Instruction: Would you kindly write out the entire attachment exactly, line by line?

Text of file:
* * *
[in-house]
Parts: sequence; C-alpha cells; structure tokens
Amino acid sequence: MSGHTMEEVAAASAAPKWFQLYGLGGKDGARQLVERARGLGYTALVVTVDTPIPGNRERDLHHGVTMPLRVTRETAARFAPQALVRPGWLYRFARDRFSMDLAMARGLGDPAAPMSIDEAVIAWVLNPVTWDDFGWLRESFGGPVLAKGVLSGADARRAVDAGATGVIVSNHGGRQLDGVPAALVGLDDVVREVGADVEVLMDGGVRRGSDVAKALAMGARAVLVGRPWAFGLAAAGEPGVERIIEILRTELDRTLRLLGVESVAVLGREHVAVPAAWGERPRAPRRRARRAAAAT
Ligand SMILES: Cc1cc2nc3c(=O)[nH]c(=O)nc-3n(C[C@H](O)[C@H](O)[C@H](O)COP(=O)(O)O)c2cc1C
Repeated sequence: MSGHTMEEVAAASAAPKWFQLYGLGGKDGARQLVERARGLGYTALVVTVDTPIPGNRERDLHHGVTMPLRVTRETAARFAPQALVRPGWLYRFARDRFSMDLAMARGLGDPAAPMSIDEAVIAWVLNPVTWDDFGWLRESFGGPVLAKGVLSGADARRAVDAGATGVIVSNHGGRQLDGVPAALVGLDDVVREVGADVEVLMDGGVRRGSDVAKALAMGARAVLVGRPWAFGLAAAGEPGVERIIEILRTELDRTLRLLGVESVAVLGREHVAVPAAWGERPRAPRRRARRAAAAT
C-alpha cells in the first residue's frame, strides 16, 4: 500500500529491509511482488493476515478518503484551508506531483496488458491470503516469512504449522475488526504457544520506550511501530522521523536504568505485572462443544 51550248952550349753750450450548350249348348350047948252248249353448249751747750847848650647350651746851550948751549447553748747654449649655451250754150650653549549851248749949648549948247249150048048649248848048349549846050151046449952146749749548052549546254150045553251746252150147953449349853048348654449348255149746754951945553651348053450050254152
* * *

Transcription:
[in-house]
Parts: sequence; C-alpha cells; structure tokens
Amino acid sequence: MSGHTMEEVAAASAAPKWFQLYGLGGKDGARQLVERARGLGYTALVVTVDTPIPGNRERDLHHGVTMPLRVTRETAARFAPQALVRPGWLYRFARDRFSMDLAMARGLGDPAAPMSIDEAVIAWVLNPVTWDDFGWLRESFGGPVLAKGVLSGADARRAVDAGATGVIVSNHGGRQLDGVPAALVGLDDVVREVGADVEVLMDGGVRRGSDVAKALAMGARAVLVGRPWAFGLAAAGEPGVERIIEILRTELDRTLRLLGVESVAVLGREHVAVPAAWGERPRAPRRRARRAAAAT
Ligand SMILES: Cc1cc2nc3c(=O)[nH]c(=O)nc-3n(C[C@H](O)[C@H](O)[C@H](O)COP(=O)(O)O)c2cc1C
Repeated sequence: MSGHTMEEVAAASAAPKWFQLYGLGGKDGARQLVERARGLGYTALVVTVDTPIPGNRERDLHHGVTMPLRVTRETAARFAPQALVRPGWLYRFARDRFSMDLAMARGLGDPAAPMSIDEAVIAWVLNPVTWDDFGWLRESFGGPVLAKGVLSGADARRAVDAGATGVIVSNHGGRQLDGVPAALVGLDDVVREVGADVEVLMDGGVRRGSDVAKALAMGARAVLVGRPWAFGLAAAGEPGVERIIEILRTELDRTLRLLGVESVAVLGREHVAVPAAWGERPRAPRRRARRAAAAT
C-alpha cells in the first residue's frame, strides 16, 4: 500500500529491509511482488493476515478518503484551508506531483496488458491470503516469512504449522475488526504457544520506550511501530522521523536504568505485572462443544 51550248952550349753750450450548350249348348350047948252248249353448249751747750847848650647350651746851550948751549447553748747654449649655451250754150650653549549851248749949648549948247249150048048649248848048349549846050151046449952146749749548052549546254150045553251746252150147953449349853048348654449348255149746754951945553651348053450050254152